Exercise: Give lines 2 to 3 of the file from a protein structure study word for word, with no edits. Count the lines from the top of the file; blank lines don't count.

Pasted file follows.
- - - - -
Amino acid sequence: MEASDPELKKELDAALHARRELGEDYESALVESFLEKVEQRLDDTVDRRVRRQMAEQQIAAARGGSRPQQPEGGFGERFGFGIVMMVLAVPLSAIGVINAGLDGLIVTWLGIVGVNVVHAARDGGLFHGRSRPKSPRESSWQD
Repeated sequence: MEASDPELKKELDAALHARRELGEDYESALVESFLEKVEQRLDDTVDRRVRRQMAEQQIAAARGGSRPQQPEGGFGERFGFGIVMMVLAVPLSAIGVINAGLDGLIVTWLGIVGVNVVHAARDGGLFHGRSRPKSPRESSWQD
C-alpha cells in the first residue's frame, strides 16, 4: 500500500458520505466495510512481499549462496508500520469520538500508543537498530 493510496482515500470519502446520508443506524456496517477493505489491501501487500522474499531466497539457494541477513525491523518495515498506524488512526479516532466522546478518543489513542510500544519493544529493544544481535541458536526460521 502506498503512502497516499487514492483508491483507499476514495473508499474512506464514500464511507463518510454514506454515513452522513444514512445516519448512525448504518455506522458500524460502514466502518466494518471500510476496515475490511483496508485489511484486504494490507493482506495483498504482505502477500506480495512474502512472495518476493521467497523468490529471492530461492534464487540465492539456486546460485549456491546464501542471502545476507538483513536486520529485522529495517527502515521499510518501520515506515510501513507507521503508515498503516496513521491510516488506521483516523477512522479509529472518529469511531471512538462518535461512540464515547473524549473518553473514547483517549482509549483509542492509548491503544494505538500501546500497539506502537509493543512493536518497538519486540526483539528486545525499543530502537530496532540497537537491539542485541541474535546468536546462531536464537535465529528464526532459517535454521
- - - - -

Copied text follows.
Repeated sequence: MEASDPELKKELDAALHARRELGEDYESALVESFLEKVEQRLDDTVDRRVRRQMAEQQIAAARGGSRPQQPEGGFGERFGFGIVMMVLAVPLSAIGVINAGLDGLIVTWLGIVGVNVVHAARDGGLFHGRSRPKSPRESSWQD
C-alpha cells in the first residue's frame, strides 16, 4: 500500500458520505466495510512481499549462496508500520469520538500508543537498530 493510496482515500470519502446520508443506524456496517477493505489491501501487500522474499531466497539457494541477513525491523518495515498506524488512526479516532466522546478518543489513542510500544519493544529493544544481535541458536526460521 502506498503512502497516499487514492483508491483507499476514495473508499474512506464514500464511507463518510454514506454515513452522513444514512445516519448512525448504518455506522458500524460502514466502518466494518471500510476496515475490511483496508485489511484486504494490507493482506495483498504482505502477500506480495512474502512472495518476493521467497523468490529471492530461492534464487540465492539456486546460485549456491546464501542471502545476507538483513536486520529485522529495517527502515521499510518501520515506515510501513507507521503508515498503516496513521491510516488506521483516523477512522479509529472518529469511531471512538462518535461512540464515547473524549473518553473514547483517549482509549483509542492509548491503544494505538500501546500497539506502537509493543512493536518497538519486540526483539528486545525499543530502537530496532540497537537491539542485541541474535546468536546462531536464537535465529528464526532459517535454521